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The effect of a health care management initiative on reducing workers' compensation costs.
Green-McKenzie-J; Rainer-S; Behrman-A; Emmett-E
J Occup Environ Med 2002 Dec; 44(12):1100-1105
The effect of both a cost control and health care management initiative (HCMI) on Workers' Compensation costs at a self-insured University Hospital was assessed. Seven cohorts of injured workers were studied. Cost control measures started in 1993 included early return to work and injury prevention programs, internal administration of legal cases, and utilization of modified duty assignments. The health care management initiative fully in place in 1997 included aggressive case management and preferred provider panel utilization. Workers' Compensation indemnity costs and lost workdays incurred by each cohort were compared. A 41 to 59% reduction in indemnity payments and 46 to 67% reduction in lost time cases were realized after the health care management initiative was fully in place. During this time, accepted claims were reduced by 10 to 15%. The quality of the provider panel, as measured by academic credentials, experience and board certification, did not change. Cost control measures, without comprehensive case management, did not decrease these parameters significantly. The health care management initiative realized reductions in lost time cases and Workers' Compensation indemnity costs.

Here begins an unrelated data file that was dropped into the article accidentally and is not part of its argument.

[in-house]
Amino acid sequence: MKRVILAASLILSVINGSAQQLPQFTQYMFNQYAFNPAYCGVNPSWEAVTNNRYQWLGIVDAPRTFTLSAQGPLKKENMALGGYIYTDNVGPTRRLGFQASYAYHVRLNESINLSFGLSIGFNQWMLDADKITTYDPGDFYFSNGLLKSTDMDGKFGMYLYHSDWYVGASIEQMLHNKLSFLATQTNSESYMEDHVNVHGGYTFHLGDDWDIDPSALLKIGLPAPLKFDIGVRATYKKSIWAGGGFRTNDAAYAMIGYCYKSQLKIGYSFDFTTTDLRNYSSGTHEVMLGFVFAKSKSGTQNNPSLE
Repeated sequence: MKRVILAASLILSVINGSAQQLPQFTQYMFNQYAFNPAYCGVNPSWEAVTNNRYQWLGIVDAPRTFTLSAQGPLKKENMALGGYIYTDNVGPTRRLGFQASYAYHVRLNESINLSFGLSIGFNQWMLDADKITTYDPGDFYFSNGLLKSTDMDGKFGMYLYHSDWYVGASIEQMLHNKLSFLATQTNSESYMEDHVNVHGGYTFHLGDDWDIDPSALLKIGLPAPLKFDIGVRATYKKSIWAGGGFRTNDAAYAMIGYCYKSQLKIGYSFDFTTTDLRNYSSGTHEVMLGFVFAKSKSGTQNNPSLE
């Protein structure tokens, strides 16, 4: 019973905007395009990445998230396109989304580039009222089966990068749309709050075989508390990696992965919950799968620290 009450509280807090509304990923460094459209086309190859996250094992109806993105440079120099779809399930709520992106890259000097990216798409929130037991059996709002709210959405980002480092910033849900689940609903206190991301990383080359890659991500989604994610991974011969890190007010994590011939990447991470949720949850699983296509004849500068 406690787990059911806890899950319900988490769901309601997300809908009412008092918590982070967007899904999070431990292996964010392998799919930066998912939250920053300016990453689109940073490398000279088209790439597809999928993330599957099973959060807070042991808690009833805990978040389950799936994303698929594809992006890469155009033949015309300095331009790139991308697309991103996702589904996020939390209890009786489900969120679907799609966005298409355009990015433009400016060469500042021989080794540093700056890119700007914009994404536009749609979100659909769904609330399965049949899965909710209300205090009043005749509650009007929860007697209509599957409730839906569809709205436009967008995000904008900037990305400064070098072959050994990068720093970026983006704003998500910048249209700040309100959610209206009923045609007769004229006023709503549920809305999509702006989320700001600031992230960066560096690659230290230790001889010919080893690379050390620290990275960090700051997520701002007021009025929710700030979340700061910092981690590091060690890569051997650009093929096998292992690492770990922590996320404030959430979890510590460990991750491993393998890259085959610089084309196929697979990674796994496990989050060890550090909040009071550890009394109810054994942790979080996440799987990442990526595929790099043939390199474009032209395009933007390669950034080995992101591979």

Health-care; Management-personnel; Injuries; Worker-health; Disabled-workers; Lost-work-days; Injury-prevention; Administration; Work-practices; Health-care-personnel
Judith Green-McKenzie, Hospital of the University of Pennsylvania, 3400 Spruce Street, Occupational Medicine, Philadelphia, PA 19104-4283, USA
Issue of Publication
Journal of Occupational and Environmental Medicine
Johns Hopkins University
Page last reviewed: July 2, 2020Content source: National Institute for Occupational Safety and Health Education and Information Division